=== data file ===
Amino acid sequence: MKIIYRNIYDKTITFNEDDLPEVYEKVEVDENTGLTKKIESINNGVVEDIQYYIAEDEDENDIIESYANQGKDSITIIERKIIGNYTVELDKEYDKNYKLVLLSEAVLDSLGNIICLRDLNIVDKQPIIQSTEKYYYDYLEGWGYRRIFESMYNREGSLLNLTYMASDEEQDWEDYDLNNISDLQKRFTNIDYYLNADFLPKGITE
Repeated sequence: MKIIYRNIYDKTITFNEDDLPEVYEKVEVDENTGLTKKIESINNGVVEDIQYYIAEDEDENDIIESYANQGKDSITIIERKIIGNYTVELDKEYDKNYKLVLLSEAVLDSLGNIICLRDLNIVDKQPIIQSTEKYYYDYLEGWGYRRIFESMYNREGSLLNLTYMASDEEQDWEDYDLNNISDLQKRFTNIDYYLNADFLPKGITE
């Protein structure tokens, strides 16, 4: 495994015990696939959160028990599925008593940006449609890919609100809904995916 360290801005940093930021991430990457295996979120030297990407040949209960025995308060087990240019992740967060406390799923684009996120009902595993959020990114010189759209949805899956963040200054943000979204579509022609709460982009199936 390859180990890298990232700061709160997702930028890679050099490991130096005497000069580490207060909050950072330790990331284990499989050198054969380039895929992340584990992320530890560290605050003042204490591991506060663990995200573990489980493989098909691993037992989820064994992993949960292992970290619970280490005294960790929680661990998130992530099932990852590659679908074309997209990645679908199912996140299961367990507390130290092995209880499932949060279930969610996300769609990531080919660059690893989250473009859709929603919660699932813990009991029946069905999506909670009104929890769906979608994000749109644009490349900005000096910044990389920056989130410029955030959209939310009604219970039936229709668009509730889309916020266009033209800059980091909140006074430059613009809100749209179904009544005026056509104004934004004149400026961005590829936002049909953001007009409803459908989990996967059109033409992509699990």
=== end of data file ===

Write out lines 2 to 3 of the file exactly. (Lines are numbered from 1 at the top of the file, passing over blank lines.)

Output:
Repeated sequence: MKIIYRNIYDKTITFNEDDLPEVYEKVEVDENTGLTKKIESINNGVVEDIQYYIAEDEDENDIIESYANQGKDSITIIERKIIGNYTVELDKEYDKNYKLVLLSEAVLDSLGNIICLRDLNIVDKQPIIQSTEKYYYDYLEGWGYRRIFESMYNREGSLLNLTYMASDEEQDWEDYDLNNISDLQKRFTNIDYYLNADFLPKGITE
């Protein structure tokens, strides 16, 4: 495994015990696939959160028990599925008593940006449609890919609100809904995916 360290801005940093930021991430990457295996979120030297990407040949209960025995308060087990240019992740967060406390799923684009996120009902595993959020990114010189759209949805899956963040200054943000979204579509022609709460982009199936 390859180990890298990232700061709160997702930028890679050099490991130096005497000069580490207060909050950072330790990331284990499989050198054969380039895929992340584990992320530890560290605050003042204490591991506060663990995200573990489980493989098909691993037992989820064994992993949960292992970290619970280490005294960790929680661990998130992530099932990852590659679908074309997209990645679908199912996140299961367990507390130290092995209880499932949060279930969610996300769609990531080919660059690893989250473009859709929603919660699932813990009991029946069905999506909670009104929890769906979608994000749109644009490349900005000096910044990389920056989130410029955030959209939310009604219970039936229709668009509730889309916020266009033209800059980091909140006074430059613009809100749209179904009544005026056509104004934004004149400026961005590829936002049909953001007009409803459908989990996967059109033409992509699990």